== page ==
|Allahabad - Maha Kumbh Mela (Photographer: Jean-Pierre Verbeke)|
"It is wonderful, the power of a faith like that, that can make multitudes upon multitudes of the old and weak and the young and frail enter without hesitation or complaint upon such incredible journeys and endure the resultant miseries without repining. It is done in love, or it is done in fear; I do not know which it is. No matter what the impulse is, the act born of it is beyond imagination, marvelous to our kind of people, the cold whites." - Mark Twain, 1895
In ancient Vedic scripture, it is said that the Kumbh Mela (literal meaning: "pot of Immortal Nectar") was churned from the waters of the Ganges by the demigods of the universe. An agreement was made between the two factions of supernaturals. The Kumbh Mela was to be split to maintain a balance of power. Yet upon its creation, battle ensued for 12 days (12 human years), with the demons hoping to acquire the Kumbh Mela's power all for themselves. Lord Vishnu managed to escape with the "amrit" (nectar of immortality), yet in the process four drops were spilled at four different locations: Ujjain, Nasik, Allhahabad, and Haridwar.
To celebrate this epic battle of good, evil, and immortality, 4 types of Kumbh Mela celebrations occur on a 12 year interval. (Normal) Kumbh Mela is celebrated every 3 years, Ardh (Half) Kumbh Mela is every 6 years, and Purna (Complete) Kumbh Mela is held every 12 years. The location of each depends on the orientation of the Sun, Jupiter, and Earth. The Purna Kumbh Mela is celebrated in all four cities at once, hence its name, the "Complete" Kumbh Mela.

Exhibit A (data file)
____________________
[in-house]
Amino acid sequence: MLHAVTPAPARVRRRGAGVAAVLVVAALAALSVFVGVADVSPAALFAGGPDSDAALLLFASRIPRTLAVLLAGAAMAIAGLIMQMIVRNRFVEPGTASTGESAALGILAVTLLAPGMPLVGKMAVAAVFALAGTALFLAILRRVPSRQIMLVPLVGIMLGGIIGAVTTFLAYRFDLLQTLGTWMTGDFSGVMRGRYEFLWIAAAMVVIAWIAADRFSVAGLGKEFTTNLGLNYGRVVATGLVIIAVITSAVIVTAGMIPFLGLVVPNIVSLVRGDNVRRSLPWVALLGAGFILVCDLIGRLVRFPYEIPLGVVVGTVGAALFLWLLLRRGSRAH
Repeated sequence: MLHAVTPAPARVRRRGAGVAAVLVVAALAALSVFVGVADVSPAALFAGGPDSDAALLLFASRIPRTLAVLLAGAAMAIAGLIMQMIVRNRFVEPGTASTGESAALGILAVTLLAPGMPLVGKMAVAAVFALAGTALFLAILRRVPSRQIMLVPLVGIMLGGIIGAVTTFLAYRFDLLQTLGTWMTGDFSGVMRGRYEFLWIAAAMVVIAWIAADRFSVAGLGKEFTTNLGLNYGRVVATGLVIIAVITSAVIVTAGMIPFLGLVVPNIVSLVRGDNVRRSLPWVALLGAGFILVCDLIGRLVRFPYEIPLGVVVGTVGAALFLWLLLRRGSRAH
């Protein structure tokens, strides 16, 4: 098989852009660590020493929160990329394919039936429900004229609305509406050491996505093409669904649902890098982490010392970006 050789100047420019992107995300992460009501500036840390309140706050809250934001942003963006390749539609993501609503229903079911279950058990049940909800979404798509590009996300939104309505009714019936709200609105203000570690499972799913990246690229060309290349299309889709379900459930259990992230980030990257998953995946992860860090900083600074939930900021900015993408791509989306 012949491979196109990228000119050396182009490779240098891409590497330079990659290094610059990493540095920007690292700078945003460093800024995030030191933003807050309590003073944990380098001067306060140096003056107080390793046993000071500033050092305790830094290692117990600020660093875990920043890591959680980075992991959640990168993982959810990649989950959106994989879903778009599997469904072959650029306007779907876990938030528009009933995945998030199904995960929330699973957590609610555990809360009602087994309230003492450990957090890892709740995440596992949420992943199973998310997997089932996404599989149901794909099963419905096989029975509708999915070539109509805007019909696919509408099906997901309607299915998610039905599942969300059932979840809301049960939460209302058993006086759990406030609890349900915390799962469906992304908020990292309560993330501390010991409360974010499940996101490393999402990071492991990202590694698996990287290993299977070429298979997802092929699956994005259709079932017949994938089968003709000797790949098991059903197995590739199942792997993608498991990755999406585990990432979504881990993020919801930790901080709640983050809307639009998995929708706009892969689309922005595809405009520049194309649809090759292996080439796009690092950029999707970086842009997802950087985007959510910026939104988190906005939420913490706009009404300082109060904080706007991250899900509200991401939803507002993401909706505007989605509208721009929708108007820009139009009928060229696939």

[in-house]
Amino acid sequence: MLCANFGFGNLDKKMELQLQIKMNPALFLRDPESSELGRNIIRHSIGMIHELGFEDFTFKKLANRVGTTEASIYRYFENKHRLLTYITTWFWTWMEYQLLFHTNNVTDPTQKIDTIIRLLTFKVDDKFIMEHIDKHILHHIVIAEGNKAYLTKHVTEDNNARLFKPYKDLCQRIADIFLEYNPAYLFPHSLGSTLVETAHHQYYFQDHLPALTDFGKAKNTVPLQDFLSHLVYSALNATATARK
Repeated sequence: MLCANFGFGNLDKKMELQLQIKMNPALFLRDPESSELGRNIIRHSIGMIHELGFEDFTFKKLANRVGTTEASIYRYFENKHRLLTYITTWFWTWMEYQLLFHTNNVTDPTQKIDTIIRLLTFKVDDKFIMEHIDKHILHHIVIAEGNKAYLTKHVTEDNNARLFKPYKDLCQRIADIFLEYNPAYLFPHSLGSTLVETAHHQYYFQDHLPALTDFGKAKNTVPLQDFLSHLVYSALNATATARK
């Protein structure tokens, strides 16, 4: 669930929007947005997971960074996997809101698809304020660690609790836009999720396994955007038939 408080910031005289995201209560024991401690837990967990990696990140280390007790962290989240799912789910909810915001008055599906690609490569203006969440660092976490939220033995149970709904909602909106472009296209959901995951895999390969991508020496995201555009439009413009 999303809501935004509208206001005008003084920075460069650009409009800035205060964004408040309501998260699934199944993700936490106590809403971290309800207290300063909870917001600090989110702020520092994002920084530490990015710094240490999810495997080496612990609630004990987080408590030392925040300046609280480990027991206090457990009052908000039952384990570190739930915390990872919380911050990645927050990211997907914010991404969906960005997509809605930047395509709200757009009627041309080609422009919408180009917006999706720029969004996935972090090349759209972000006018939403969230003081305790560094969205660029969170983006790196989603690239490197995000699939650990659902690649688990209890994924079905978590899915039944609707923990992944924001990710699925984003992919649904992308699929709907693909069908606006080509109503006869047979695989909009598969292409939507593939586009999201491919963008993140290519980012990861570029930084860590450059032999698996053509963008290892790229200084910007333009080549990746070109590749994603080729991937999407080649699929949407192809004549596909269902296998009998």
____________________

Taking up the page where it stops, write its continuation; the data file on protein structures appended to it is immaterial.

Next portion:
|Maha Kumbh Mela - Allahabad - Uttarakhand (Photography: NASA)|
The Maha Kumbh Mela, the "Great" Kumbh Mela. The Great Kumbh Mela occurs once every 144 years and was just recently held in 2001 at the traditional location, Allahabad. The picture above is a satellite photo of the 2001 Maha Kumbh Mela. I recommend clicking on the picture itself to get an idea of just how big this festival is.
|Temporary tent cities that can be seen above in the satellite image. Photographer - Unknown|
Over a month-long period in 2001, Hindus began their pilgrimage across hundreds of miles of the subcontinent to partake in the churning of the sacred Ganges, a reenacting of the creation of the amrit. Every inch of the photo is the Maha Kumbh Mela. That year, 75,000,000 attended. Yes, I'll say it again, 75 million. The 2001 Maha Kumbh Mela still remains the largest human gathering ever recorded in history.
|Allahabad (Photographer: Devin Asch)|
Even for his time, Mark Twain witnessed an unforgettable, unmatched site of human devotion.
Haridwar - "Gateway to God"
Haridwar is known as one of the oldest living cities. It is considered one of the seven holiest cities of India by Hindus, and the streets still saturate immortal nectar today into all who wade in the rushing waters of the Ganges. It hosts a Kumbh Mela at this very moment. Yet, even when a Kumbh Mela is not in session, the city draws a steady wave of pilgrims across the subcontinent as a place of purification in the sacred river Ganges. The city is also home to a set of ancient family archives wherein some Indian families can trace back over 7 generations.